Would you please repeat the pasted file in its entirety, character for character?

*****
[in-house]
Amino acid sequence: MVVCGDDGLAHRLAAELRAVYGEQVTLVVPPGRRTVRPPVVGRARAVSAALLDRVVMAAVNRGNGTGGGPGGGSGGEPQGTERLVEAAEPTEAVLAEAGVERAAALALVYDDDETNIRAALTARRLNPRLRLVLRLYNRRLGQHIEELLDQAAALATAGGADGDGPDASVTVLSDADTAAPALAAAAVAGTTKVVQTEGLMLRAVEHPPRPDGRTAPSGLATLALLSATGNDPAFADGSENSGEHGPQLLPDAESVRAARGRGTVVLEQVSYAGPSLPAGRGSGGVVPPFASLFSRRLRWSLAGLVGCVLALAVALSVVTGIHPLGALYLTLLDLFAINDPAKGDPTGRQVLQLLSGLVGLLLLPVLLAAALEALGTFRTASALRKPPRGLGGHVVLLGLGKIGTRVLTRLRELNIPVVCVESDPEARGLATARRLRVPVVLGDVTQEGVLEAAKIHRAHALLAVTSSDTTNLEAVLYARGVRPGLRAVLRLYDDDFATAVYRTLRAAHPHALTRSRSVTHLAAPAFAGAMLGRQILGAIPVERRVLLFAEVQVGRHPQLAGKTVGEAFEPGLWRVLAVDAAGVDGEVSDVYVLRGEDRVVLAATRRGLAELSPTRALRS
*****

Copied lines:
[in-house]
Amino acid sequence: MVVCGDDGLAHRLAAELRAVYGEQVTLVVPPGRRTVRPPVVGRARAVSAALLDRVVMAAVNRGNGTGGGPGGGSGGEPQGTERLVEAAEPTEAVLAEAGVERAAALALVYDDDETNIRAALTARRLNPRLRLVLRLYNRRLGQHIEELLDQAAALATAGGADGDGPDASVTVLSDADTAAPALAAAAVAGTTKVVQTEGLMLRAVEHPPRPDGRTAPSGLATLALLSATGNDPAFADGSENSGEHGPQLLPDAESVRAARGRGTVVLEQVSYAGPSLPAGRGSGGVVPPFASLFSRRLRWSLAGLVGCVLALAVALSVVTGIHPLGALYLTLLDLFAINDPAKGDPTGRQVLQLLSGLVGLLLLPVLLAAALEALGTFRTASALRKPPRGLGGHVVLLGLGKIGTRVLTRLRELNIPVVCVESDPEARGLATARRLRVPVVLGDVTQEGVLEAAKIHRAHALLAVTSSDTTNLEAVLYARGVRPGLRAVLRLYDDDFATAVYRTLRAAHPHALTRSRSVTHLAAPAFAGAMLGRQILGAIPVERRVLLFAEVQVGRHPQLAGKTVGEAFEPGLWRVLAVDAAGVDGEVSDVYVLRGEDRVVLAATRRGLAELSPTRALRS